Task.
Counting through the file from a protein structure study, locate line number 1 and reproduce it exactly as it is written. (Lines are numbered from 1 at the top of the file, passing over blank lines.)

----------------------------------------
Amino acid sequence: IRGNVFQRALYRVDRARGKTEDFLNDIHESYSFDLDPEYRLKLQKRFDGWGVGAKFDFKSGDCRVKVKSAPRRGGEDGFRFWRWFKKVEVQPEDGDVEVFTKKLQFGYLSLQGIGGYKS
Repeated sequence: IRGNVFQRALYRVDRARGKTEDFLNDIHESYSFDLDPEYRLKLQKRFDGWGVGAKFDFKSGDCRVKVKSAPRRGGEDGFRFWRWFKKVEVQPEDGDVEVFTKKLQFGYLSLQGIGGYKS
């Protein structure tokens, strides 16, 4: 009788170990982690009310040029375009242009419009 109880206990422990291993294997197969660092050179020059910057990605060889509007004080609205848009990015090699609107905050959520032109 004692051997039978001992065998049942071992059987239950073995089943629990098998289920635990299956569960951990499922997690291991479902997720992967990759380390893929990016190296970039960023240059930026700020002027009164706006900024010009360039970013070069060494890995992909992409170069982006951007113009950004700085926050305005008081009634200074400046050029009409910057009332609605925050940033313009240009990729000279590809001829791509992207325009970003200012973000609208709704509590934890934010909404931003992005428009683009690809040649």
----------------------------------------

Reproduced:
Amino acid sequence: IRGNVFQRALYRVDRARGKTEDFLNDIHESYSFDLDPEYRLKLQKRFDGWGVGAKFDFKSGDCRVKVKSAPRRGGEDGFRFWRWFKKVEVQPEDGDVEVFTKKLQFGYLSLQGIGGYKS